Youth Month: Ford South Africa is lending a hand to tomorrow’s technicians

Published Jun 7, 2021


JOHANNESBURG - Ford South Africa has expanded its commitment to education by donating 10 locally produced Ford Ranger pickups and 42 engines to Technical and Vocational Education and Training (TVET) colleges across South Africa. This initiative will equip colleges with latest-generation vehicles and engines, valued at over R4.6-million, to empower students with crucial skills and technical training in the automotive sphere.

TVET colleges provide vocational, occupational and artisan education and training courses developed around a specific range of jobs, employment or entrepreneurial possibilities. With the automotive industry recognised as one of South Africa’s largest employers, contributing approximately 6.4 percent to the country’s GDP*, it has an important role to play in upskilling people to help sustain and further develop the industry and the economy.

Andrea Cavallaro, Ford (left) with Motlalepula Tsotetsi, Acting Principal of Maluti TVET College.

“Education and skills development are the foundation for creating employment opportunities and economic upliftment for our youth and broader communities,” says Neale Hill, MD of Ford South Africa. “We signalled our commitment to education last year with the donation of 240 engines to technical high schools across the country, and we are now taking the next step to expand our support for technical training at the tertiary level.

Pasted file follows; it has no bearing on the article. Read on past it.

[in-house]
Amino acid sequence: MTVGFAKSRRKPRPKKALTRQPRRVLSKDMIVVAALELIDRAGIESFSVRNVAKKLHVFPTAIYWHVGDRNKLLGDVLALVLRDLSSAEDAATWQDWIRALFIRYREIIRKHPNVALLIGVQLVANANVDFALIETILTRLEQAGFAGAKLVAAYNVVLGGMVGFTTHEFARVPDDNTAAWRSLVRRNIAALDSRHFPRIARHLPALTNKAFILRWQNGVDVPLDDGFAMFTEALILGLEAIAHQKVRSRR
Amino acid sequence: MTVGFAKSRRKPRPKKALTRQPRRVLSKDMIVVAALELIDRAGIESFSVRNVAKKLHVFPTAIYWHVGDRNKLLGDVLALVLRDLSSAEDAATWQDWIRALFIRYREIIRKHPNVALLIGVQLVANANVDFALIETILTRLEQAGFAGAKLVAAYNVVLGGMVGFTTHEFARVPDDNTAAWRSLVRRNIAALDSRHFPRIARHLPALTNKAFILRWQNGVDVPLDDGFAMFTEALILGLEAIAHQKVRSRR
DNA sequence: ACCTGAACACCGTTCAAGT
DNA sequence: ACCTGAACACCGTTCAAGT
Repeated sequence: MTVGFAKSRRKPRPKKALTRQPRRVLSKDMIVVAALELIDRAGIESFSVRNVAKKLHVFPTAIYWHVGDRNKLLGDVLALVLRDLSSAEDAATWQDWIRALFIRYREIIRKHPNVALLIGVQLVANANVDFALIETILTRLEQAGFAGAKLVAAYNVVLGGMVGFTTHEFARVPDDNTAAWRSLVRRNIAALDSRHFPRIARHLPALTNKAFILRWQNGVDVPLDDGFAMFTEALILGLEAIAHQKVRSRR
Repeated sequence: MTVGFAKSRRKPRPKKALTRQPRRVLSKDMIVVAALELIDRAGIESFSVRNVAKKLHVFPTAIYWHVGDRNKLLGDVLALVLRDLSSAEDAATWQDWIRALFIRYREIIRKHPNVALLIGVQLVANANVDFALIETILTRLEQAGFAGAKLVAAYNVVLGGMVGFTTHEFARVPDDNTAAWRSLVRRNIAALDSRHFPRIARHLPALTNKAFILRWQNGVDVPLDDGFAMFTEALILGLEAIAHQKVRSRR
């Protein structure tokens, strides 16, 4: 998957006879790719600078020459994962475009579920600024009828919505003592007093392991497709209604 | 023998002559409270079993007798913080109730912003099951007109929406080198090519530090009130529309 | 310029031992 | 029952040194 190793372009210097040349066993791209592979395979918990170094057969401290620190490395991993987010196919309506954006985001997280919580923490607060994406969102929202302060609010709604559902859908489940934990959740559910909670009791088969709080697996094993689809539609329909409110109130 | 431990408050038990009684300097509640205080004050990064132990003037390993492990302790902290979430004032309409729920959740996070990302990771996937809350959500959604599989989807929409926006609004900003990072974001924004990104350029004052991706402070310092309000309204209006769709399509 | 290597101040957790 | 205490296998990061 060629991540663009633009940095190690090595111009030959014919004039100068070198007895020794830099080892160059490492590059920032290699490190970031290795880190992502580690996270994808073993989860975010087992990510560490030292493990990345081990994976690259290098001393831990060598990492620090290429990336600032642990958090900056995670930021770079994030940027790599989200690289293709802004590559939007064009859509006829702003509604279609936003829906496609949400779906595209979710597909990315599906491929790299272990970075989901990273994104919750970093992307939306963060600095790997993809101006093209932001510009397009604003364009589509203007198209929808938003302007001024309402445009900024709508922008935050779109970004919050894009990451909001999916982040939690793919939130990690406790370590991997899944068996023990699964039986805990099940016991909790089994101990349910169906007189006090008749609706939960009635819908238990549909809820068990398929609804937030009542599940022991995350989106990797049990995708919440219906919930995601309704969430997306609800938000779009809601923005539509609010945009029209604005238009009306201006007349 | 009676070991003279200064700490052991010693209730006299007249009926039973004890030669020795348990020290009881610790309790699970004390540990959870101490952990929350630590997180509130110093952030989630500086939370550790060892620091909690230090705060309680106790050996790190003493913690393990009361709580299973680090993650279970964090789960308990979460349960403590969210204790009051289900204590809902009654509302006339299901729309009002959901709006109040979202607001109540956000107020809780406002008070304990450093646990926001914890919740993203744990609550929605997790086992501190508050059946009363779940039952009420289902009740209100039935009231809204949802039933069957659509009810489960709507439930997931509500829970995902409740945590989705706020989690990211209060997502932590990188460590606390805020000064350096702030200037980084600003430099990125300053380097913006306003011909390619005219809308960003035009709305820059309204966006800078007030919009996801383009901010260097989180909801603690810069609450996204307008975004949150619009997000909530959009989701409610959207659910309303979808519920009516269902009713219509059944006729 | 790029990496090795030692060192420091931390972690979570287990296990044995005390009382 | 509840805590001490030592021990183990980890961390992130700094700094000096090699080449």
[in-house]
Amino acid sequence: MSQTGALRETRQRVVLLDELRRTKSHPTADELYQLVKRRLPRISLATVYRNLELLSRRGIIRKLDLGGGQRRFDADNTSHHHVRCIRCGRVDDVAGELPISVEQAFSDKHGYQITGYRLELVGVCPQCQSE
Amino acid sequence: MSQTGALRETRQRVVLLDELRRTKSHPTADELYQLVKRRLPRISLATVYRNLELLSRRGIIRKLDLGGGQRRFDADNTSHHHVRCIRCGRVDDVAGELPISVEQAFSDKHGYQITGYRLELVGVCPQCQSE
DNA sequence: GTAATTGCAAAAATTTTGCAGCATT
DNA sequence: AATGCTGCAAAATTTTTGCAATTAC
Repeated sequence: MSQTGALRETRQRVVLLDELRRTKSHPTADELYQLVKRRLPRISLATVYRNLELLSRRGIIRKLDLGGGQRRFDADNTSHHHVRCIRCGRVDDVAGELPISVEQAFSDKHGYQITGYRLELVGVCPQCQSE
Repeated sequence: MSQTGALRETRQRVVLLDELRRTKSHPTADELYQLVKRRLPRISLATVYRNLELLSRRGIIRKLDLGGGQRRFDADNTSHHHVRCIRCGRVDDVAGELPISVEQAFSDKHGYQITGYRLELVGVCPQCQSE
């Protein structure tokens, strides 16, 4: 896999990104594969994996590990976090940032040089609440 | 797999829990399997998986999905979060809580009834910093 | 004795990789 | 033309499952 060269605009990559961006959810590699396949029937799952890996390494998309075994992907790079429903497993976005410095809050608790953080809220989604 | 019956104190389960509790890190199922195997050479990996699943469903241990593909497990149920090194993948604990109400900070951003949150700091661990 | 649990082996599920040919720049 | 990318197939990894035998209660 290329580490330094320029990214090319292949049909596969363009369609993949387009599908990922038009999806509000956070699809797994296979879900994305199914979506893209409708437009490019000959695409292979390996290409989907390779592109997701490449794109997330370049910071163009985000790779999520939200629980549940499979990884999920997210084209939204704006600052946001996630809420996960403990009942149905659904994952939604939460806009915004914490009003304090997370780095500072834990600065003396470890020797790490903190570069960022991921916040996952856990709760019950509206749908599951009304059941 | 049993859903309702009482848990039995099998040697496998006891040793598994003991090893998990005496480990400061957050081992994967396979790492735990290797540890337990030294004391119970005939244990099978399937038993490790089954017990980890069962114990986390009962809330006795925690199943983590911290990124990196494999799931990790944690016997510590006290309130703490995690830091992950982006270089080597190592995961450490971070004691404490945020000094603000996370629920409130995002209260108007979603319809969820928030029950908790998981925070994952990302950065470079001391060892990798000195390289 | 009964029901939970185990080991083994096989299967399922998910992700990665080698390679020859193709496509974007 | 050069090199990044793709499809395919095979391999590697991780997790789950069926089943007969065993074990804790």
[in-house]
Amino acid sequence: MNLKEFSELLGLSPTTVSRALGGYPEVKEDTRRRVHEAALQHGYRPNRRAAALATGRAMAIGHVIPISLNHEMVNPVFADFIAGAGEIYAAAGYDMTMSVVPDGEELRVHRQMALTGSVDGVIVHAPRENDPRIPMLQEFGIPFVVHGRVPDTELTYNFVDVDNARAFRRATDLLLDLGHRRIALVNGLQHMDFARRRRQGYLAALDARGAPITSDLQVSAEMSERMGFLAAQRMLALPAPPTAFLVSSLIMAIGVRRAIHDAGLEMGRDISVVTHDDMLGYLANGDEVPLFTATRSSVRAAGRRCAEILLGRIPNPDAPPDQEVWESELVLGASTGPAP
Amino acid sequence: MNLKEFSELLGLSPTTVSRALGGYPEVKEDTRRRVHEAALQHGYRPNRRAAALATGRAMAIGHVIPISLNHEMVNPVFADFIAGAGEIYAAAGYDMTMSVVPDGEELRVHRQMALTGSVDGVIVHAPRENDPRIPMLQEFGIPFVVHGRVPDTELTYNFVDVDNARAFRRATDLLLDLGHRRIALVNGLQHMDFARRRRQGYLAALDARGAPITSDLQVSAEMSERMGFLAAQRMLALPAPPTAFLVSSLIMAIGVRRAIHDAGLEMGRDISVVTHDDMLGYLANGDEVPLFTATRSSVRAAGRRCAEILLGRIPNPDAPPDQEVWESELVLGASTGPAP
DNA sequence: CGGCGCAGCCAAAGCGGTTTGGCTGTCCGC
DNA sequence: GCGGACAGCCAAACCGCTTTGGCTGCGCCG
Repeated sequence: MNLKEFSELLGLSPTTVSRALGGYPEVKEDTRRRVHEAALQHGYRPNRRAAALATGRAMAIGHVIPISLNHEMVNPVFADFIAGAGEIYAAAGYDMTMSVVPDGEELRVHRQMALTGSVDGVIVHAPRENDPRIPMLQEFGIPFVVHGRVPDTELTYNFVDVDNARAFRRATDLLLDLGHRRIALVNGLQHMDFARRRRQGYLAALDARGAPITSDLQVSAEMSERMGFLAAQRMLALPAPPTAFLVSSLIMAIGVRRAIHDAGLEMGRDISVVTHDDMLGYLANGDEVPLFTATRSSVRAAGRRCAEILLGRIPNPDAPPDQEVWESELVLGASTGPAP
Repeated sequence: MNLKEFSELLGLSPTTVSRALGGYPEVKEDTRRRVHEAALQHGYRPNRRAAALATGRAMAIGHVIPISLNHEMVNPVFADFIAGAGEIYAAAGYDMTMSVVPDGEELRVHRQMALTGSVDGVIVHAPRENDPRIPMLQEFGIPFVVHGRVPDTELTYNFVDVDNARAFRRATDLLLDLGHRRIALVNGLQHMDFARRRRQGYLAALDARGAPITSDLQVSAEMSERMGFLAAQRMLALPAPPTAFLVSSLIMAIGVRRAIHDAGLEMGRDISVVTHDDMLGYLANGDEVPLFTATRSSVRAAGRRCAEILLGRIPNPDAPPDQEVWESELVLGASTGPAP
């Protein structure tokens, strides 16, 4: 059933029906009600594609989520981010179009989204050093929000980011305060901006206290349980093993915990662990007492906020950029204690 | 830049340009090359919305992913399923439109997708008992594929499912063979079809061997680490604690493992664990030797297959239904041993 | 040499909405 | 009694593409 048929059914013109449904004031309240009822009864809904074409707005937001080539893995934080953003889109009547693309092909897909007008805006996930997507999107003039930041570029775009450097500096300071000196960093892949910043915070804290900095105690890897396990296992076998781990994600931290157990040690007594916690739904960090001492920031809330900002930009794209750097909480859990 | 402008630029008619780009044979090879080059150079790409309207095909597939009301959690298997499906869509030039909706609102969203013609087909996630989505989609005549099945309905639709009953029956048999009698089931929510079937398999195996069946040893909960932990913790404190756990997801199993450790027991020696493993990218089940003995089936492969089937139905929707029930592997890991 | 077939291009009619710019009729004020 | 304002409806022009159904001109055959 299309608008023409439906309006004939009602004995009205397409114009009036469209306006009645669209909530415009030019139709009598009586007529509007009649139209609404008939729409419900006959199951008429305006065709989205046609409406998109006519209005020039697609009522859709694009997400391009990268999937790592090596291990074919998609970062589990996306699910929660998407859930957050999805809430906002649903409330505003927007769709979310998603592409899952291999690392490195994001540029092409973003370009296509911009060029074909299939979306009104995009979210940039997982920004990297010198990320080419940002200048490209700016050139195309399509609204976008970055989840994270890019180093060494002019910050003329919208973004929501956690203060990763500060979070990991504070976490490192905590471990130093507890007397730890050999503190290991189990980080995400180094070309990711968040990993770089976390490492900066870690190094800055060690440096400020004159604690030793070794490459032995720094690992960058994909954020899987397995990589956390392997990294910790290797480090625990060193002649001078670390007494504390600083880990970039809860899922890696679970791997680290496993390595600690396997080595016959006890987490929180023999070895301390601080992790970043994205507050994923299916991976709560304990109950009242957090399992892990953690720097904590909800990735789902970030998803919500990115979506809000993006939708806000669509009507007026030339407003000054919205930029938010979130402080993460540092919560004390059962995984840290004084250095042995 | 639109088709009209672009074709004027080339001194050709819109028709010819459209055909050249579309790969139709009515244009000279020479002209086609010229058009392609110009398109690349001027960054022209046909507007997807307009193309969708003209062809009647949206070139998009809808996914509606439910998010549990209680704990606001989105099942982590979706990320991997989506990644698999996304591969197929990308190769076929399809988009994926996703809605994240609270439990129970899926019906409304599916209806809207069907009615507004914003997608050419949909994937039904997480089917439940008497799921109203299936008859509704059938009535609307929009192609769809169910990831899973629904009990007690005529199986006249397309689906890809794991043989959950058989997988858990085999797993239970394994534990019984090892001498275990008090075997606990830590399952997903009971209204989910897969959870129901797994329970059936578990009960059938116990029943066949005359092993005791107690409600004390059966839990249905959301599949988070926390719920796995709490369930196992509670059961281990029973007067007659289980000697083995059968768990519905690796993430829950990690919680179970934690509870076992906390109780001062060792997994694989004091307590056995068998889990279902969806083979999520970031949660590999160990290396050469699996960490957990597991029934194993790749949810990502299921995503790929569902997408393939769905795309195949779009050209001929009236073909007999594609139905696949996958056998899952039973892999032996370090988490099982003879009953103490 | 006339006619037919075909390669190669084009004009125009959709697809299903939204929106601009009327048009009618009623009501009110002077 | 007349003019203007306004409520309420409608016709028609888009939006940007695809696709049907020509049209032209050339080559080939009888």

“This initiative will provide TVET colleges with our locally produced Ford Ranger pickups, which are assembled at the Silverton Assembly Plant in Pretoria for domestic sales and exports, along with engines manufactured at the Struandale Engine Plant in Gqeberha (Port Elizabeth),” Hill says. “It will give students the necessary practical training on modern vehicles and engines to better equip them for future careers in the automotive sector.”

2021 Ford Ranger Wildtrak

The 10 Ford Rangers are all 2021 models with a combined value of almost R3.4-million, and will benefit 10 selected TVET colleges around the country. The 42 engines, which are 2.2 and 3.2-litre Duratorq TDCi units, are valued at R1.26-million. A total of 14 colleges will each receive three units.

“We truly appreciate the donation of the Ranger and engines from Ford. We feel proud and honoured by this gesture from the company which is contributing to our college in its mandate of skills development,” says Motlalepula Tsotetsi, acting principal of Maluti TVET College in Phuthaditjhaba, Free State, near the Lesotho border.

“As a rural college, such injections are assets which have long-lasting impact on the teaching and learning resources,” Tsotetsi adds. “The donation will allow students to get valuable hands-on experience with the vehicle and the engines, which will develop and harness their skills in future careers in the motor trade industry. It also eases the funding pressures on college budgets in the acquisition of the relevant and up-to-date resources, helping to promote the education and training of post-school students in trades.”

IOL Motoring in convoy delivering engines to TVET colleges around the country

Rhazia Hamza, Deputy CEO of West Coast College, adds: “West Coast College is honoured to be part of this project and very blessed to have received this donation from Ford Motor Company. Having a Ford Ranger and engines in our facility will enable a very practical and hands-on teaching and learning experience. This will place our students in the driving seat in the motor and mechanical engineering fields, and support the ever-growing need for skilled employees in the automotive sector.”